By Marilyn Sheridan, in Health & Environment, Renature 09-04-2021 01:00:00 0 Comments
And seven things you might not know about recycling!
I’m not saying that you, the reader, are an idiot, but the process of recycling plastic is more complex than you think and without getting too technical, have you wondered how it’s done? It depends on all of us – from the designer of the item to us as consumers, to the garbage collector and recycling factory worker – how we use our products and how we throw them away determines their value and quality.
Did you know that every piece of plastic ever made exists to this day? Plastic is simply indestructible. To make matters worse, if we continue to pollute our oceans with plastic waste, it is estimated that by 2050 there will be more plastic swimming around than fish – a staggering eight million tons of plastic waste is already in our waters. A sobering thought for the not too distant future.
Here are the 7 things you might know by now:
- Not all plastic is recyclable – straws, coffee cups, and bubble wrap are some that cannot be.
- Not all plastics are created equal – would you think there are 7 different types?
- Coffee cups are not recyclable – it may seem like paper – which is what it is – but inside there is a thin layer of plastic that can hardly be separated without special machines.
- You can’t recycle dirty plastic – so take a minute to flush it if you can.
- Every time you recycle plastic, it is downgraded – the polymer chain shortens. It can only be used two or three times.
- There is no limit to the uses of glass and metal – so in reality it makes more sense to buy the bottle or can version of your drink!
- If you’re not sure if it’s plastic or paper, sometimes you have a choice of “everything else” while throwing things away. So next time you use a plastic product, flip it over and check the bottom. If you see # 7 in the middle of a triangle with three arrows, then you can’t be sure whether it’s recyclable or non-recyclable (apparently even people and recyclers in the plastics industry sometimes can’t tell).
I recently read that many world-famous fashion designers came up with the idea of making fashionable clothes out of recycled plastic. Believe it or not, the future of fashion could tend to go completely green. Sewing sustainable clothing to save the planet is a trend that can hit any runway, and that’s how it all works.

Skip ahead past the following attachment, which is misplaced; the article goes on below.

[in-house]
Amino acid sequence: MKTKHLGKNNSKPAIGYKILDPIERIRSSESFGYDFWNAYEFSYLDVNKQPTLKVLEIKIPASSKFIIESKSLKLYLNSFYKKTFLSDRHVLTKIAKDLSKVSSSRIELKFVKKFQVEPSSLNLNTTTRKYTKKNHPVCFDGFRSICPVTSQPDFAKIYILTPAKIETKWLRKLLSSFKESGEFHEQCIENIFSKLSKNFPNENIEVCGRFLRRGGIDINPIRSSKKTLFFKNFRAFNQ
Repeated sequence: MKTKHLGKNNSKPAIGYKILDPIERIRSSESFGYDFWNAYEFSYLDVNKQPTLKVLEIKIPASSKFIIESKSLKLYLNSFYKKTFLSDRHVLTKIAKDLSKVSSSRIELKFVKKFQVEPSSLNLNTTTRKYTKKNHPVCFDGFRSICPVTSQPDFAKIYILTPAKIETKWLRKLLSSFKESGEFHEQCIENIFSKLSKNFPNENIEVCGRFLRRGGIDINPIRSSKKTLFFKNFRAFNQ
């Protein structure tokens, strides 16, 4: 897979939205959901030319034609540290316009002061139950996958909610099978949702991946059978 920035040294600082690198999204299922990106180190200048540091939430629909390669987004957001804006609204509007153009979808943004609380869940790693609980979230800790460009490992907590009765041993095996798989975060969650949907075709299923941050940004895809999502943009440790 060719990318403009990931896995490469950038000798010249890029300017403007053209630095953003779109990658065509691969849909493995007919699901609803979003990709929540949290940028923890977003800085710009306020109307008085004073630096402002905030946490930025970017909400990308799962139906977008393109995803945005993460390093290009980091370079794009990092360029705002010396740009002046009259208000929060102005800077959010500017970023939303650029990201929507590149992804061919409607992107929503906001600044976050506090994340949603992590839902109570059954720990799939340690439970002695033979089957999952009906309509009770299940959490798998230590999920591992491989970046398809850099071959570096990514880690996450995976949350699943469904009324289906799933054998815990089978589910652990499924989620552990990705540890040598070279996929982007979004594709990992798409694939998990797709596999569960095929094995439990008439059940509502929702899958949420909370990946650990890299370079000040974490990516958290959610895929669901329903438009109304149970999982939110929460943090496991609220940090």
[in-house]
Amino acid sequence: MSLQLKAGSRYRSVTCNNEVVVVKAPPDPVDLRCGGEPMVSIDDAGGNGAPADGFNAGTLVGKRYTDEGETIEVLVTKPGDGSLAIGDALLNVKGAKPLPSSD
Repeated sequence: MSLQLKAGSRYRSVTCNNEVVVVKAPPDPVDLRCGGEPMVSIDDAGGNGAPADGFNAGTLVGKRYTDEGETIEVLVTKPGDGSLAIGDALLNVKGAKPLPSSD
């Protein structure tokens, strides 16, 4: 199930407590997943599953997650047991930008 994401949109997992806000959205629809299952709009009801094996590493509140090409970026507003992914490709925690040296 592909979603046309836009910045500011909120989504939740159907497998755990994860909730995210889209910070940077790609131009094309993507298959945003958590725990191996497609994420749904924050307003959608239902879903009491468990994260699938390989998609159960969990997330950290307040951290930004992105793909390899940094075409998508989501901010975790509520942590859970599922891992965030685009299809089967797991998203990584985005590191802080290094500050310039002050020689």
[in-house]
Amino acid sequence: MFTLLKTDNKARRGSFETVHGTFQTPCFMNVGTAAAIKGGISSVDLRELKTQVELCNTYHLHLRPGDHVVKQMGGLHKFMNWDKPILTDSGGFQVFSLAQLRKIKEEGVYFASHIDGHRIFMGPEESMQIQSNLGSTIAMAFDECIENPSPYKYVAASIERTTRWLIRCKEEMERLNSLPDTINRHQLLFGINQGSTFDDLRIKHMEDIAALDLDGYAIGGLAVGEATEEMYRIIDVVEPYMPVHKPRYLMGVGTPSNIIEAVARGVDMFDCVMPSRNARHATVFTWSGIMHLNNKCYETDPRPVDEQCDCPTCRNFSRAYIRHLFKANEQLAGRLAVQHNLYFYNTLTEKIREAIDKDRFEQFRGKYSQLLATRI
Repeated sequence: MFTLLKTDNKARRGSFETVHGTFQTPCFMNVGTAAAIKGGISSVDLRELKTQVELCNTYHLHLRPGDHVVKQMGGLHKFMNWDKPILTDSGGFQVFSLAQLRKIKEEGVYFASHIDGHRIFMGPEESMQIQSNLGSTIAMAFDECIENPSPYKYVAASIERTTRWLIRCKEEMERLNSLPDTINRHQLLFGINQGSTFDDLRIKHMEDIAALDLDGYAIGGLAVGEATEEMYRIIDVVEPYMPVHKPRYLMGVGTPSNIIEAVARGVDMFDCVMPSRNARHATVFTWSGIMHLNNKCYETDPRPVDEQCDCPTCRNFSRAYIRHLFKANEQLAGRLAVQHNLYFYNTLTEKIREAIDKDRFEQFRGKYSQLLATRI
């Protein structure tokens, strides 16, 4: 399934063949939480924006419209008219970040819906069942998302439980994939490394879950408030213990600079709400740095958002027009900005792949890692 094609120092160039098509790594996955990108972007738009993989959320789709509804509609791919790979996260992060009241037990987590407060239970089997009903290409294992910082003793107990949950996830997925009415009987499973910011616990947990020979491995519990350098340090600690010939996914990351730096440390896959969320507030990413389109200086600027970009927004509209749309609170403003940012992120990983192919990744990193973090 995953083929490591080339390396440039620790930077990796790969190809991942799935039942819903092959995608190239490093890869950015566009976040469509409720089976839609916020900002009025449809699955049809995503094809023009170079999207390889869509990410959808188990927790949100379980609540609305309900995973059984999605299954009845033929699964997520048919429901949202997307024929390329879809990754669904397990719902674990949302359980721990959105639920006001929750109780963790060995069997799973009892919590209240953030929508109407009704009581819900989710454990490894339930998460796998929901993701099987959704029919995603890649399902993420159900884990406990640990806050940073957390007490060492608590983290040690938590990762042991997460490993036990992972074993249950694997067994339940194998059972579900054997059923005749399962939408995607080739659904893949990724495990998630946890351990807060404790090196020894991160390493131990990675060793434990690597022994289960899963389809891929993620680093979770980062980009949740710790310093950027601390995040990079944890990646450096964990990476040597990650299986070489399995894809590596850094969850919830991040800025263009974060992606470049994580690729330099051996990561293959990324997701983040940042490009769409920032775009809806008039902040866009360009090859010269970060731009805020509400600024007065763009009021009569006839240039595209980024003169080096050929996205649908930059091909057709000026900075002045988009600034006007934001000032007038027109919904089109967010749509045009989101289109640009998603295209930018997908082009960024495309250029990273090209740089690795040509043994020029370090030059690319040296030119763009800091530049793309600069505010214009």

Basically, the bottles are broken up into small flakes, then these flakes are melted a few times, filtered and spun into threads.
Later these threads can be used in the textile industry, from swimwear to running socks. The filler for sleeping bags is made from recycled water bottles, and some cozy fleece jackets are woven from recycled plastic.
I had a great gift yesterday, it was a pair of slippers (I’m going through slippers like no one has been since the lockdown!) That were made from recycled plastic with 8 recycled bottles used for the upper and the durable hard soles Castor was made beans! Who knew about this level of recycling? They have the appearance of thick felt with a hard sole and are very comfortable.
Apparently it takes about 10 bottles to make enough plastic fiber to make a t-shirt and 63 bottles to make a sweater (I’ll admit I haven’t knowingly come across either!). I read that it just takes time
14 bottles for sufficient insulation for a ski jacket and 114 bottles for sufficient insulation for a sleeping bag.
So who knows – if you keep recycling and the next item of clothing you buy could be made from your own recycled water bottles!